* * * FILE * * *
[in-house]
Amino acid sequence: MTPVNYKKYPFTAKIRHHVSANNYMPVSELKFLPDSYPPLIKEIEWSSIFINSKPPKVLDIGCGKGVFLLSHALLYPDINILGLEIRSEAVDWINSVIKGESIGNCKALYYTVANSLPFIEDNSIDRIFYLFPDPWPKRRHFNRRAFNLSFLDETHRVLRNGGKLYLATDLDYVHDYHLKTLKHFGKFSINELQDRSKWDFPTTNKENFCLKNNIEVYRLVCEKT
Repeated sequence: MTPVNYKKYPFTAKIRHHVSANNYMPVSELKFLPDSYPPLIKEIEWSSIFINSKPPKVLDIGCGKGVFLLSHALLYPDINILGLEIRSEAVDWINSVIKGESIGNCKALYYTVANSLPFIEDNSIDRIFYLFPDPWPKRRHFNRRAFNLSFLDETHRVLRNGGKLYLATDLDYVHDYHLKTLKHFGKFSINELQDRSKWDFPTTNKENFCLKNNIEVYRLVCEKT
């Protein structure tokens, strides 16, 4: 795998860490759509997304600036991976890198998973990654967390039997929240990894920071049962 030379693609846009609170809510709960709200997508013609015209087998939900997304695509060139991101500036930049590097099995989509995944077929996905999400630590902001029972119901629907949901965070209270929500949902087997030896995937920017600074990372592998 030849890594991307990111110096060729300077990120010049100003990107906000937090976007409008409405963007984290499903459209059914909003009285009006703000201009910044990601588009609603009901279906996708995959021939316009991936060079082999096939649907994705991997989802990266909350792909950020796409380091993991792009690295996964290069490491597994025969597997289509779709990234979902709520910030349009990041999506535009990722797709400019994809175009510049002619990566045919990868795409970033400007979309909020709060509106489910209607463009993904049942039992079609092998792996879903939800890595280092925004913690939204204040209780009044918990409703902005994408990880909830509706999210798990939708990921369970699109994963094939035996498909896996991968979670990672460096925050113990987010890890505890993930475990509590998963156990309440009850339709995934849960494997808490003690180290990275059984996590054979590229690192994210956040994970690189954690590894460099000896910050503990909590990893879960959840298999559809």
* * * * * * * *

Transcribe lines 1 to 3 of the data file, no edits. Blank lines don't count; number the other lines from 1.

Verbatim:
[in-house]
Amino acid sequence: MTPVNYKKYPFTAKIRHHVSANNYMPVSELKFLPDSYPPLIKEIEWSSIFINSKPPKVLDIGCGKGVFLLSHALLYPDINILGLEIRSEAVDWINSVIKGESIGNCKALYYTVANSLPFIEDNSIDRIFYLFPDPWPKRRHFNRRAFNLSFLDETHRVLRNGGKLYLATDLDYVHDYHLKTLKHFGKFSINELQDRSKWDFPTTNKENFCLKNNIEVYRLVCEKT
Repeated sequence: MTPVNYKKYPFTAKIRHHVSANNYMPVSELKFLPDSYPPLIKEIEWSSIFINSKPPKVLDIGCGKGVFLLSHALLYPDINILGLEIRSEAVDWINSVIKGESIGNCKALYYTVANSLPFIEDNSIDRIFYLFPDPWPKRRHFNRRAFNLSFLDETHRVLRNGGKLYLATDLDYVHDYHLKTLKHFGKFSINELQDRSKWDFPTTNKENFCLKNNIEVYRLVCEKT